The FCC Is Moving Forward With Its Broadband Privacy Rules – But They’re Far From Black And White

FCCvoteThe Federal Communications Commission (FCC) on Thursday formally approved its privacy proposal for Internet service providers, despite dissent from several commissioners.

“It’s as if we all forgot how the Internet economy actually works today,” said FCC Commissioner Michael O’Rielly, who opposed the proposal aimed at curtailing how telcos and ISPs collect, share and monetize customer data.

“There is a trade-off,” O’Rielly said. “Consumers receive free stuff offered by Internet companies, when in return the companies receive other things, such as data to place targeted ads that consumers may or may not want, but at the same time may be completely comfortable with within the context of the overall package.”

The proposal, originally proffered by FCC Chairman Tom Wheeler in March, passed 3-2 and now has the FCC’s official blessing. It’ll be circulated for public comment before it’s codified.

The rules are fairly stringent. Although Verizon, AT&T, T-Mobile and other broadband providers could use customer data to facilitate all the usual services, such as billing or enabling people to visit websites, they would be required to disclose the data they collect and provide transparency around how that data is shared with third parties for marketing purposes.

The crux of the issue is consent. While ISPs could share customer info with affiliates to market communications-related services, unless the user opts out the ISPs would need explicit opt-in to do basically anything else other than provide the expected services.

“There is one indisputable fact and that is that it’s the consumer’s information and the consumer should have the right to say whether it is used for non-network purposes,” Wheeler said.

But the language around opt-in as it stands within the unedited proposal is pretty broad, said Alan Chapell, chief privacy officer and outside counsel for Cinarra Systems, a startup that helps telcos anonymize and monetize customer data.

“I’m still holding out hope that the ultimate outcome is a little more nuanced than a blunt opt-in and opt-out rule set – even though I’m not even sure I agree with the justification for opt-in in the first place.”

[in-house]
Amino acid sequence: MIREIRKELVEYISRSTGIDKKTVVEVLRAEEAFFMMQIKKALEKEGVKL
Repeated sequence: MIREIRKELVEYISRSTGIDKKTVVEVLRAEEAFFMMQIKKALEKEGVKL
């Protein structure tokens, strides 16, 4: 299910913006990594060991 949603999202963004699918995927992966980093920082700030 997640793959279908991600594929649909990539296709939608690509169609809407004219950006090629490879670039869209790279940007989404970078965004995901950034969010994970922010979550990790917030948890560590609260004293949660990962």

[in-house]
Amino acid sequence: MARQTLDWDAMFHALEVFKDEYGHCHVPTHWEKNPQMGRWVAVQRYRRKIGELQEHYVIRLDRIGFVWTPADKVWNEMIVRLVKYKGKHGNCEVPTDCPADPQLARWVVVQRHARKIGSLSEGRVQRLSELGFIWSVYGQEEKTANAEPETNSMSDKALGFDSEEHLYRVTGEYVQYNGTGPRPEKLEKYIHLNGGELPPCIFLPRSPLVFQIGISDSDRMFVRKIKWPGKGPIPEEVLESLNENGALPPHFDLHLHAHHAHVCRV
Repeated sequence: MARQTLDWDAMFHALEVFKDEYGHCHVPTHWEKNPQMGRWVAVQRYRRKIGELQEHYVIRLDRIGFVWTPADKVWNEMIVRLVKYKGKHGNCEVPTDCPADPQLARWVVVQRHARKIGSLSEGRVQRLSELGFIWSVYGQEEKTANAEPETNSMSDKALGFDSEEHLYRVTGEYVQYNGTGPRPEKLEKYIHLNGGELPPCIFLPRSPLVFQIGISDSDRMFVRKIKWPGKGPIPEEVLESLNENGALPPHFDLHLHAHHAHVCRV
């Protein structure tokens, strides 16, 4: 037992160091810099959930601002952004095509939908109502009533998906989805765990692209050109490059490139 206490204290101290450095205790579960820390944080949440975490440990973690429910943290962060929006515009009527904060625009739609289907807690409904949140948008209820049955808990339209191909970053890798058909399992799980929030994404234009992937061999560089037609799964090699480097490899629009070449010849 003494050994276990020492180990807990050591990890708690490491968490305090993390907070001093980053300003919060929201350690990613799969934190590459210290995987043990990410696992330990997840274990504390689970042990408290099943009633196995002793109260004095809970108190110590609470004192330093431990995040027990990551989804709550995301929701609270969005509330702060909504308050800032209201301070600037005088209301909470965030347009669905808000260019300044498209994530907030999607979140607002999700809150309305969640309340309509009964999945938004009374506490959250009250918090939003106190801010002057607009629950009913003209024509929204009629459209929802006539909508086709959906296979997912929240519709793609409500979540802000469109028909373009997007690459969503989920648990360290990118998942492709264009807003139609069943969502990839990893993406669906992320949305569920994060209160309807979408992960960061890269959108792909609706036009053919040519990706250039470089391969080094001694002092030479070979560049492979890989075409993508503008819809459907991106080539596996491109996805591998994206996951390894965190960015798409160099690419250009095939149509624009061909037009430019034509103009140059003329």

There is a concern that operators are being treated differently than the edge providers, the entities that provide services to end users over the Internet, such as Google, Facebook, Amazon, Apple, Netflix or any one of hundreds of thousands of other companies. Yet they’re quite different beasts.

“At this point, you could make a pretty convincing argument that edge providers are collecting data from a larger swath of the Internet than ISPs,” Chapell said. “So if scale isn’t the issue, what is?”

One answer could be the FCC’s seeming quest to be the privacy cop on the beat, a position traditionally occupied by the Federal Trade Commission. The FCC made its first major move in that direction when it reclassified broadband as a utility, thereby bringing ISPs under its jurisdiction. The FCC’s move is currently being challenged in federal court.

“I think the FCC is looking to create a European-style standard and they’re starting with the one place they can control now and that’s the carriers,” Chapell said. “Perhaps they’re hoping the standard will then catch fire elsewhere.”

Although Wheeler’s proposal contends that ISPs are privy to vast amounts of consumer data, ”Think about it. Your ISP handles all of your Internet traffic,” wrote Wheeler in an op-ed in March – it pales in comparison to Google and Facebook.

A recent paper written by Peter Swire, a privacy expert, lawyer and former chief privacy counsel under the Clinton administration, points out that because of the fragmented way in which people use Internet services, moving between devices and Wi-Fi networks multiple times during the day, the carriers actually have less access to personal information than the online players.

It’s also true that the growing ubiquity of encryption and HTTPS means that ISPs will soon be blind to the majority of detailed URLs or what content is being accessed.

“It makes little sense to give some companies greater leeway under the law than others when they all have access to that very same personal data … for here is the reality – there is no good reason to single out ISPs, new entrants in the online advertising space, for disparate treatment,” said FCC Commissioner Ajit Pai in his dissenting opinion on Thursday’s vote. “The most commercially valuable information about online users is coming from other contexts.”

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